On Sunday June 20, 2010 beginning at 12.30, I’ll be leading a walking tour of Trinity Cemetery, focusing on the numerous connections between the cemetery and the adjacent Audubon Park Historic District. While the cemetery is the final resting place of well-known and famous people such as Alfred Tennyson Dickens, Clement Clarke Moore, Mayor Fernando Wood, and numerous Astors, this tour will focus on lesser known individuals, who often go unnoticed. Each of these people has a tie to Audubon Park, either through property ownership, friendship with the Audubons, or both.
Along the walk, you’ll meet William Burgoyne, Samson and Elizabeth Valentine, Richard and Mary Carman, and their daughter Lucene (right), as well as the numerous occupants of the Audubon crypt that lies beneath the Audubon Monument. And, you’ll learn the answers to such questions as “Why is Audubon’s monument placed precisely where it is?” “How did a bequest from Louise Comstock change the course of Audubon scholarship?” and “Why was Edward Talman’s leg buried two years before he was?”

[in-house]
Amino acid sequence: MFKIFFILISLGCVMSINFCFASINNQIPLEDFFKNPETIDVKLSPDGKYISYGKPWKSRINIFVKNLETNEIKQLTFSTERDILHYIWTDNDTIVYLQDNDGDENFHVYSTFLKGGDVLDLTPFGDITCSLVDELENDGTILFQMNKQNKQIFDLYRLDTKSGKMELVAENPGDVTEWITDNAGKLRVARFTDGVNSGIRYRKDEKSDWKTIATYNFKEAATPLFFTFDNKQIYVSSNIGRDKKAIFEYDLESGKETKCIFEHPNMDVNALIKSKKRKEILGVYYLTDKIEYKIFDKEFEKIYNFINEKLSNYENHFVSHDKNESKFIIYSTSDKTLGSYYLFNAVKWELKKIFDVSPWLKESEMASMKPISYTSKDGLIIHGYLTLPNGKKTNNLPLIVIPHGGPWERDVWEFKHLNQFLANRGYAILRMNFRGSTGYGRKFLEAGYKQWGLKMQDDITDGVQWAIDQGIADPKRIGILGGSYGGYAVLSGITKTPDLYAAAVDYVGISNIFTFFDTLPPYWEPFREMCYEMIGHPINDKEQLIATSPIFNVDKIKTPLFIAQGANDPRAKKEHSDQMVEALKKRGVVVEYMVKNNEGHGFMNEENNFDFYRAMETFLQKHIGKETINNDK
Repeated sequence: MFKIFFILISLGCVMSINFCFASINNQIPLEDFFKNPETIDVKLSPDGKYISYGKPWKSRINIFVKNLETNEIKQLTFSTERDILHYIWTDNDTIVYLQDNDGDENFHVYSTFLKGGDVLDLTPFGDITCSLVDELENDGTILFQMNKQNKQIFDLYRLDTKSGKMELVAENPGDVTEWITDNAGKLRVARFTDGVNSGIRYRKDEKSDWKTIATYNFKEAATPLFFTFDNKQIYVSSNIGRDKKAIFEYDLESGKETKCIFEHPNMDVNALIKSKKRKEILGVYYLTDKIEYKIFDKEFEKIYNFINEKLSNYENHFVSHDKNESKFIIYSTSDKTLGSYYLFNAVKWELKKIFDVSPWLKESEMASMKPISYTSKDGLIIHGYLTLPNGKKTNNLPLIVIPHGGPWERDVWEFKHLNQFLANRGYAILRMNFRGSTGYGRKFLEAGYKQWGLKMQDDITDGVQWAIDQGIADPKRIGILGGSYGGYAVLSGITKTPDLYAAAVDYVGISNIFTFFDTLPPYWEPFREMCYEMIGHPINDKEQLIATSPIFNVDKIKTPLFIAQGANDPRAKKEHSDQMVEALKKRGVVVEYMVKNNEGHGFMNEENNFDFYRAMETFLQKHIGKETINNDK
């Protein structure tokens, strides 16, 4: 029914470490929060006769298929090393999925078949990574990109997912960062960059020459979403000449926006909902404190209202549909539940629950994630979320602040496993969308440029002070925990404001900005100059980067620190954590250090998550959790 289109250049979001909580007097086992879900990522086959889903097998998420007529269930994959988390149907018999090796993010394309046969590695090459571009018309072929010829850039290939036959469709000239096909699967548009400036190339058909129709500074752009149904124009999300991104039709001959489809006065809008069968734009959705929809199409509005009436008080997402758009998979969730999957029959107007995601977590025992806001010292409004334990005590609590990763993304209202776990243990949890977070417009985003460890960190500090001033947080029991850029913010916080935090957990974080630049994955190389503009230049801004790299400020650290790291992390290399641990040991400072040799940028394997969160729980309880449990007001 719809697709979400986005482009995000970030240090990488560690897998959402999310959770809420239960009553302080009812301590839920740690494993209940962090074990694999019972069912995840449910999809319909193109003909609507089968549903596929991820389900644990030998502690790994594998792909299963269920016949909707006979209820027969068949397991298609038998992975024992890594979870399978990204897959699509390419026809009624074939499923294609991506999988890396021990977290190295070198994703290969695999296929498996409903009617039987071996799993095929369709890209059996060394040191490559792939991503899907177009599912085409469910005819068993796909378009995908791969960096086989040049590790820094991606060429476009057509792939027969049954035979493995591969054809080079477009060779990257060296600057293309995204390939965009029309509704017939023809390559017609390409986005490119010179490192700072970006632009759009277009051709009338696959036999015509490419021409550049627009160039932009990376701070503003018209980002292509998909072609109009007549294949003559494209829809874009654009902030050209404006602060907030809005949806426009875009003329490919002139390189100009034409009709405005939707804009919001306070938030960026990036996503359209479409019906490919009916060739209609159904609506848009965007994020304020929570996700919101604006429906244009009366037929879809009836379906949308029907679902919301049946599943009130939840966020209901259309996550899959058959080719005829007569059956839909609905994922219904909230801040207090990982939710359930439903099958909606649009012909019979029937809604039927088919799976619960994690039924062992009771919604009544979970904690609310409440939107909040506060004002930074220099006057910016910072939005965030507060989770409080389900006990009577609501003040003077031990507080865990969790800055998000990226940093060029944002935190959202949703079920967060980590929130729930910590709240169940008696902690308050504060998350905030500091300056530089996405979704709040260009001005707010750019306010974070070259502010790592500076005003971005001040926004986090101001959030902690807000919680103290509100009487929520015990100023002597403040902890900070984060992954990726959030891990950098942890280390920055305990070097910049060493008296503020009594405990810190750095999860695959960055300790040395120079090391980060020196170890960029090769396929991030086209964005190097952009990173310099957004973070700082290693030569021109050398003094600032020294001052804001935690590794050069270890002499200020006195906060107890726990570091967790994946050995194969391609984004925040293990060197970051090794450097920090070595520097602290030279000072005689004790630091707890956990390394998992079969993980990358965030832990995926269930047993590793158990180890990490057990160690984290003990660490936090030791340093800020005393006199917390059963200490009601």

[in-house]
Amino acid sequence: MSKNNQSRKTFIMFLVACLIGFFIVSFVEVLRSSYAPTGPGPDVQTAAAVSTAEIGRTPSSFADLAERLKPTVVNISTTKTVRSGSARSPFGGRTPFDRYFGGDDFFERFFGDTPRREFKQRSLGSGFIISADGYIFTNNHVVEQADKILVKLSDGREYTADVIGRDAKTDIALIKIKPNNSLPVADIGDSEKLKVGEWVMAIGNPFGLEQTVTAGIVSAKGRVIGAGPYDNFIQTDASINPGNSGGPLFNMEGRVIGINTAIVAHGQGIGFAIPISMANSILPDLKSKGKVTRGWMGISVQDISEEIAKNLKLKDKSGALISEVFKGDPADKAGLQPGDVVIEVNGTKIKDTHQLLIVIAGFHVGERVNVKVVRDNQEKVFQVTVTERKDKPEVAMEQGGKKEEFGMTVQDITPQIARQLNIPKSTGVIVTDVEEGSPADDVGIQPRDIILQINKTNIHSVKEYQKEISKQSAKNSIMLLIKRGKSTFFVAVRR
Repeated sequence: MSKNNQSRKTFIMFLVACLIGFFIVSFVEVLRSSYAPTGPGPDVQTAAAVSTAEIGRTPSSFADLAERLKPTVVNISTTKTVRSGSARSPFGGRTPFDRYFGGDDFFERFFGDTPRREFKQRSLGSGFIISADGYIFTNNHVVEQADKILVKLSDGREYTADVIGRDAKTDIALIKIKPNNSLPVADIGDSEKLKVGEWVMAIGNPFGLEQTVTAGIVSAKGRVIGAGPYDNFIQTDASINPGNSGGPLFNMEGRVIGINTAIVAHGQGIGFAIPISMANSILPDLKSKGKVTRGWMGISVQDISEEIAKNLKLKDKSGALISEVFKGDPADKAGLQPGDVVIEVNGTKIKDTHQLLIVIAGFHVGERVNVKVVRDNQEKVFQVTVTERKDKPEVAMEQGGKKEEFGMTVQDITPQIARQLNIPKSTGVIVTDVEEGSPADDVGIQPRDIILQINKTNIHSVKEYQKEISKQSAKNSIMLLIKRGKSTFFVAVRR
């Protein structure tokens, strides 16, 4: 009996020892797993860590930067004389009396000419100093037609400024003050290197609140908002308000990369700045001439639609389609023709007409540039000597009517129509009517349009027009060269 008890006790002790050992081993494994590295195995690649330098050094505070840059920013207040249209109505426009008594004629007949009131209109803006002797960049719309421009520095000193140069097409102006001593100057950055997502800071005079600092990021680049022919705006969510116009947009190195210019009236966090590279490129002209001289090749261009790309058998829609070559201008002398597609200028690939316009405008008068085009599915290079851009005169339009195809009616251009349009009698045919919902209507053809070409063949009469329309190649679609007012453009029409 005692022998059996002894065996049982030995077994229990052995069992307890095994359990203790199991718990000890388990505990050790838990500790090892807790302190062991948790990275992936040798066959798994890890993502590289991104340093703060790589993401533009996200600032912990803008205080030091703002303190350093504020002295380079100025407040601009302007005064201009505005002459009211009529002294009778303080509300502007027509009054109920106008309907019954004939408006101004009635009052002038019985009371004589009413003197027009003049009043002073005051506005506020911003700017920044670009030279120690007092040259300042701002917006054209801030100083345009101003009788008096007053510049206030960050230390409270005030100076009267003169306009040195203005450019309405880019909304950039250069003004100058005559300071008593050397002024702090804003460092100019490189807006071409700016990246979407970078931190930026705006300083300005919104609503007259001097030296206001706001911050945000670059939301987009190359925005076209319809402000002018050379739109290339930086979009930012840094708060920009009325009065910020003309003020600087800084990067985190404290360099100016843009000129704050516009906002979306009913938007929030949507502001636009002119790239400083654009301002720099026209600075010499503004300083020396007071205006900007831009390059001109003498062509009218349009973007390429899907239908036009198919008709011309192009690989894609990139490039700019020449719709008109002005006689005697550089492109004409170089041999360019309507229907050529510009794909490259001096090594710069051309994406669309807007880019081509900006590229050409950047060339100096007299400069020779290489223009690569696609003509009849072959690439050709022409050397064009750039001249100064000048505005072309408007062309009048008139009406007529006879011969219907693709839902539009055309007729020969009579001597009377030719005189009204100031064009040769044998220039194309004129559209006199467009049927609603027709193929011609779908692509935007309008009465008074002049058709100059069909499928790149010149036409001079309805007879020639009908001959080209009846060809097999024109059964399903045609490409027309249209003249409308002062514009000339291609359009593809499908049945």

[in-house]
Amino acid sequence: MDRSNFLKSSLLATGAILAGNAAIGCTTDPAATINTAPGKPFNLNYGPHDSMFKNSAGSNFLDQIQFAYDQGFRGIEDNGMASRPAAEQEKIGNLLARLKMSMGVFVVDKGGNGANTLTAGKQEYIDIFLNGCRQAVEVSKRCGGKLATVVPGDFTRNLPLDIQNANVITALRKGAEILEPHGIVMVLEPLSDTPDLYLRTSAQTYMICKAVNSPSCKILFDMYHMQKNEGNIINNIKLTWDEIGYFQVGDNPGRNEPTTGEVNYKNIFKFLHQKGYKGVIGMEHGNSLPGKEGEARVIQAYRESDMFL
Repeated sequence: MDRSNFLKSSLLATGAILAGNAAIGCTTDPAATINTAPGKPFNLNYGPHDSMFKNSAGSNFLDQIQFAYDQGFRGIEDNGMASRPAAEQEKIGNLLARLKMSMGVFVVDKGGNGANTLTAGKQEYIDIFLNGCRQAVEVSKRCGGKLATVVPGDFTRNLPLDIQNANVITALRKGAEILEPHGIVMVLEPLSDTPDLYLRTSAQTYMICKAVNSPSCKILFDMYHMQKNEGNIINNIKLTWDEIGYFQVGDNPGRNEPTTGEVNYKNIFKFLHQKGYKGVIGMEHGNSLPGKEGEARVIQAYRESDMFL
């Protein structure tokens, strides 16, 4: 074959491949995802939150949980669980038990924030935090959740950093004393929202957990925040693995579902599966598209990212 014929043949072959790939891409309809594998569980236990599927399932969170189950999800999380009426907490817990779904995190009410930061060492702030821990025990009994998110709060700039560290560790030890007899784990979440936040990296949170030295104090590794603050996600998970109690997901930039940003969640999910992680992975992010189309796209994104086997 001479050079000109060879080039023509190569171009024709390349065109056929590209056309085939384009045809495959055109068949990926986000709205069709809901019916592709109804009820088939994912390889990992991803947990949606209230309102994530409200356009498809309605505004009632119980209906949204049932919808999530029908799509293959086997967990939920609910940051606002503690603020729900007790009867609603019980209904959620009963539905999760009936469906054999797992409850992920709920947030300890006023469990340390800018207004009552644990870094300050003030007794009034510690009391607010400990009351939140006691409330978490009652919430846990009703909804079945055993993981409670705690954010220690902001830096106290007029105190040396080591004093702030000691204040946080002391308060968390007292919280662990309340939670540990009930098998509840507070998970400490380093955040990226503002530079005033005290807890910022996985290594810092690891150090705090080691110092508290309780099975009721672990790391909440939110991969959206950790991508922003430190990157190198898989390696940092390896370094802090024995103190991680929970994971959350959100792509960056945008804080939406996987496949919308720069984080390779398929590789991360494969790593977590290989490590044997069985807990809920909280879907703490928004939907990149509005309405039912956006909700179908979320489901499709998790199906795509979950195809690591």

The tour will begin at Audubon’s monument behind the Church of the Intercession, Broadway and 155th Street and will last approximately one hour, followed by a question and answer session in the chapel of Trinity Cemetery. Part of the tour will include steps, hills, and occasionally uneven walkways, so be sure to wear comfortable, reliable shoes.
Following the Q&A, at 2 p.m. the Dan Aran Trio will perform a concert of jazz music at the Trinity Church Cemetery and Mausoleum, located in the western portion of the cemetery between 153rd and 155th Street. The concert is part of Trinity’s Concerts-To-Go series. Both the walking tour and the concert are free and open to the public.